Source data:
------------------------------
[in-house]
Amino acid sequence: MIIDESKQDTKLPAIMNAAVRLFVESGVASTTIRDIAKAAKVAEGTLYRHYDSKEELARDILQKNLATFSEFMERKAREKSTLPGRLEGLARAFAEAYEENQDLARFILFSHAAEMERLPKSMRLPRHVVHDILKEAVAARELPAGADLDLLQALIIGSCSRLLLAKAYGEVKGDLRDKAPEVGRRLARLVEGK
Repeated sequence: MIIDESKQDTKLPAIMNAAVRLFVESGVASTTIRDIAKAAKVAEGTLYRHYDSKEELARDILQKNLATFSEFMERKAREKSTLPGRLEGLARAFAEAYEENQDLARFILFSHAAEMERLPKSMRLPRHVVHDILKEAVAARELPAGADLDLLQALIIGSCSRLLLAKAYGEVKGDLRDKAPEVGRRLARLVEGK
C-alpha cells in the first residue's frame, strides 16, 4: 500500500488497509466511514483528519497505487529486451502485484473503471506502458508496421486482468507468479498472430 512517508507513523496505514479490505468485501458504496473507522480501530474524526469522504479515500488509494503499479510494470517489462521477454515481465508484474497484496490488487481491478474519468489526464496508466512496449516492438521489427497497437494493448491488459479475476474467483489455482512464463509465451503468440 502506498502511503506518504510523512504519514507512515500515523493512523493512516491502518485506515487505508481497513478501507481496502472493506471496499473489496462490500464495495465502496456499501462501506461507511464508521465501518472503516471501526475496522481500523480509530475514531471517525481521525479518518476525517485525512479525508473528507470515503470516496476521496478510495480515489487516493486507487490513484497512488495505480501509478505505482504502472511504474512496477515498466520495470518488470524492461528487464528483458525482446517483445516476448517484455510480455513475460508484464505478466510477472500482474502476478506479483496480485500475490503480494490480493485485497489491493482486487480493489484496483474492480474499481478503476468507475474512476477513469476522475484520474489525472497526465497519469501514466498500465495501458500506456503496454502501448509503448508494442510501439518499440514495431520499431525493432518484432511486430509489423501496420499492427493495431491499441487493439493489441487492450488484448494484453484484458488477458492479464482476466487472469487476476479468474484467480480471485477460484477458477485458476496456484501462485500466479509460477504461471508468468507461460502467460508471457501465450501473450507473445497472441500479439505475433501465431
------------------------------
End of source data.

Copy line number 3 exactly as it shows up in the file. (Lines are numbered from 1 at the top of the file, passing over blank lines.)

Repeated sequence: MIIDESKQDTKLPAIMNAAVRLFVESGVASTTIRDIAKAAKVAEGTLYRHYDSKEELARDILQKNLATFSEFMERKAREKSTLPGRLEGLARAFAEAYEENQDLARFILFSHAAEMERLPKSMRLPRHVVHDILKEAVAARELPAGADLDLLQALIIGSCSRLLLAKAYGEVKGDLRDKAPEVGRRLARLVEGK